— Maya Angelou
Prof. Davis: It’s interesting that none of the so-called prophetic books of the Bible, the books that actually have the names of prophets attached to them, like Jeremiah, Isaiah, Amos, all of those books bring us to despair if we take them seriously. If we apply them to our lives they, in a sense, bring us to our knees. But none of them ends without what they call in the book of Jeremiah “the book of consolation.” None of them ends without a picture of the people of God returning to a healthy relationship with God, and all of them have a picture of the land being fruitful and productive, in celebration you might say, of that restored relationship between God and humanity, God and Israel.
And as kind of a parallel to that, when I began working in this area and I saw how deep the problems were, I got more and more depressed. I noticed this happens with my students when we begin studying this. The first movement is into depression.
Ms. Tippett: Mm-hmm.
Prof. Davis: But then there begins to be a sort of brightening on the path, you might say, as we begin to see that there are other people seeing the same things, we’re seeing and working on these things.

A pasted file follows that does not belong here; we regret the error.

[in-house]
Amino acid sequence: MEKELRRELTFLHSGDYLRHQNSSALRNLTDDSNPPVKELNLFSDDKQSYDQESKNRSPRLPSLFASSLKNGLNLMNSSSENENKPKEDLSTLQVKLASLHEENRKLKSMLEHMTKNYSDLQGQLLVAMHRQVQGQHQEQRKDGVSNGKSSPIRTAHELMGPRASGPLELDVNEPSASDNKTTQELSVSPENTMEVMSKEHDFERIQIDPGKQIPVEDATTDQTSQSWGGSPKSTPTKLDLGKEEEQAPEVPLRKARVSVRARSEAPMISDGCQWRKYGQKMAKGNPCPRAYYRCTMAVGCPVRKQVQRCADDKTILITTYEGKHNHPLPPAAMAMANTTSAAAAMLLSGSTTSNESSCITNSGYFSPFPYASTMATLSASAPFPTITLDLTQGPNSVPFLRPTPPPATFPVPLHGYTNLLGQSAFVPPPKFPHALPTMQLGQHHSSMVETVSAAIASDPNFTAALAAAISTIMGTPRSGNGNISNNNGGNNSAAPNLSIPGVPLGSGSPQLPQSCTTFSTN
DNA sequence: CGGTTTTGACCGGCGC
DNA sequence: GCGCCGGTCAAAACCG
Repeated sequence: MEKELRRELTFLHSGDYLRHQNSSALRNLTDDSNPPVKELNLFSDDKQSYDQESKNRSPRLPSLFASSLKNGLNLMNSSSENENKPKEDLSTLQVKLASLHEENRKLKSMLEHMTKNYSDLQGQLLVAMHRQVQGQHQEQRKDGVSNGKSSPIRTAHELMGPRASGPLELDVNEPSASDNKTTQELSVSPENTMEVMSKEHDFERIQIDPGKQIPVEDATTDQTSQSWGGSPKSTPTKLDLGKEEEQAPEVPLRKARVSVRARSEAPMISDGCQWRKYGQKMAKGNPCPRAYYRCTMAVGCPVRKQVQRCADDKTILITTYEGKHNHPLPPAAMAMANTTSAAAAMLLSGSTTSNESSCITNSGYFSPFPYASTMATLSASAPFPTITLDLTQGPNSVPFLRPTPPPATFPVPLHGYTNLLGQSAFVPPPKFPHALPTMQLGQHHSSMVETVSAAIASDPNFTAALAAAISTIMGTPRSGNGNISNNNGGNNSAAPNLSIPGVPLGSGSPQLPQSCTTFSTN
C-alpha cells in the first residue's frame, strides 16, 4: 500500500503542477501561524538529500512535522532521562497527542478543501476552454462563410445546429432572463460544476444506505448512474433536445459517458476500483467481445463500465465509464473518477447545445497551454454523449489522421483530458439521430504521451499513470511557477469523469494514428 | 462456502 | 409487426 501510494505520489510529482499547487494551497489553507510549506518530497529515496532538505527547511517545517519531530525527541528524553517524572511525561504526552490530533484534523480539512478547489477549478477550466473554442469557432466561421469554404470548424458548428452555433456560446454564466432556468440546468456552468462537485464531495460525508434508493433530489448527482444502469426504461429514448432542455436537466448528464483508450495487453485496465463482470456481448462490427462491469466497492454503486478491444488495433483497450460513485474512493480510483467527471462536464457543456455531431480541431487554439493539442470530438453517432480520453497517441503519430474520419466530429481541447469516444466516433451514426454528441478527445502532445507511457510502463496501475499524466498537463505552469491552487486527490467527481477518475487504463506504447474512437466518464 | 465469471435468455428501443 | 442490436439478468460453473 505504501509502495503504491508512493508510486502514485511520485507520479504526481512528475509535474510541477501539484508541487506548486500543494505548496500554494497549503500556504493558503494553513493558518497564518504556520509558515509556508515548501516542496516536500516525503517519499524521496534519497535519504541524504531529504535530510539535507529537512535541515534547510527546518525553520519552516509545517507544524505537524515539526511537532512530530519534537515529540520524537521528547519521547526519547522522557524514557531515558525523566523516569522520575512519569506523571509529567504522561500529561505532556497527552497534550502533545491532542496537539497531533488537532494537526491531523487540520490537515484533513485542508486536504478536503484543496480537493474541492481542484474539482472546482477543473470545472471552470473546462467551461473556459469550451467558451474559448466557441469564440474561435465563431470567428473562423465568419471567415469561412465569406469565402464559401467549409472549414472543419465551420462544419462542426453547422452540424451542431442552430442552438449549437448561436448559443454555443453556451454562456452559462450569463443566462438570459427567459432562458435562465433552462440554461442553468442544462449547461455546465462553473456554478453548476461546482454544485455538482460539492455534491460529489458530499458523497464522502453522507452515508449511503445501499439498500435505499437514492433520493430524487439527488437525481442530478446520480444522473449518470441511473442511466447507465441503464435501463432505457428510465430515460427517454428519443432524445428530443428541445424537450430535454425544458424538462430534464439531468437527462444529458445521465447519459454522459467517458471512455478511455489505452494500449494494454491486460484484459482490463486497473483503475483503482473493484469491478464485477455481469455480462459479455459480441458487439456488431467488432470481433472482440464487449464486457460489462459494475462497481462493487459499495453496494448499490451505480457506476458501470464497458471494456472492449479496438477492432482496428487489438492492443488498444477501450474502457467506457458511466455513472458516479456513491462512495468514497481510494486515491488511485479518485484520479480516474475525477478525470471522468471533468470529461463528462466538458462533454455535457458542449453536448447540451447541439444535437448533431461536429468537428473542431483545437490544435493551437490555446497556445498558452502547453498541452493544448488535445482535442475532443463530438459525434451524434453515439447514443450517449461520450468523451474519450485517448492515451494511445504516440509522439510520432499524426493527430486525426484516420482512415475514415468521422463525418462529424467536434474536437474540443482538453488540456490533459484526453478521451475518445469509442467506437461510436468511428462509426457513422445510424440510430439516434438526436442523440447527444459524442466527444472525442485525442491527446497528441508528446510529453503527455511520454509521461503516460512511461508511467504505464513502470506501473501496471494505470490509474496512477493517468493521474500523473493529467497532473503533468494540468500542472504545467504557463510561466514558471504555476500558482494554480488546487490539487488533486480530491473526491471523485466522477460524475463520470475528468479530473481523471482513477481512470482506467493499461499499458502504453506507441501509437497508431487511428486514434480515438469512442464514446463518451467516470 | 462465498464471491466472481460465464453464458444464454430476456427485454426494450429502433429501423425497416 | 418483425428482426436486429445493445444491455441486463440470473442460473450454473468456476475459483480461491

Ms. Tippett: You know, you use phrases in your writing that are kind of countercultural. You know, you speak of “a tenacious but severely chastened hope” or “things that are encouraging and deeply sobering.” And maybe it is that kind of realism that we have to have about hope, how closely it can be mingled with our despair and yet survive.
Prof. Davis: Certainly there is a difference between hope and a foolish optimism. And in order to have hope, you have to see the depth and the dimensions of the problem."
Martin: Oh, you want an example? Fine! Let’s say, uh, what if there was a comet hurtling towards the earth…
Frasier: Oh, for God’s sake!
Martin: And you were the only person who could save the earth, but the only way to do it is by lying under oath. Would you do it then?
Frasier: Who am I lying to, the comet?
Martin: Oh, just answer the question!
Frasier: All right, I suppose in certain extreme cases…
Martin: So, then you’d lie?
Frasier: To save mankind from a talking comet, yes!"
— Frasier, To Tell the Truth (the problem with hypotheticals)
— Ardis Whitman (via julie911)
— Stephanie Marshal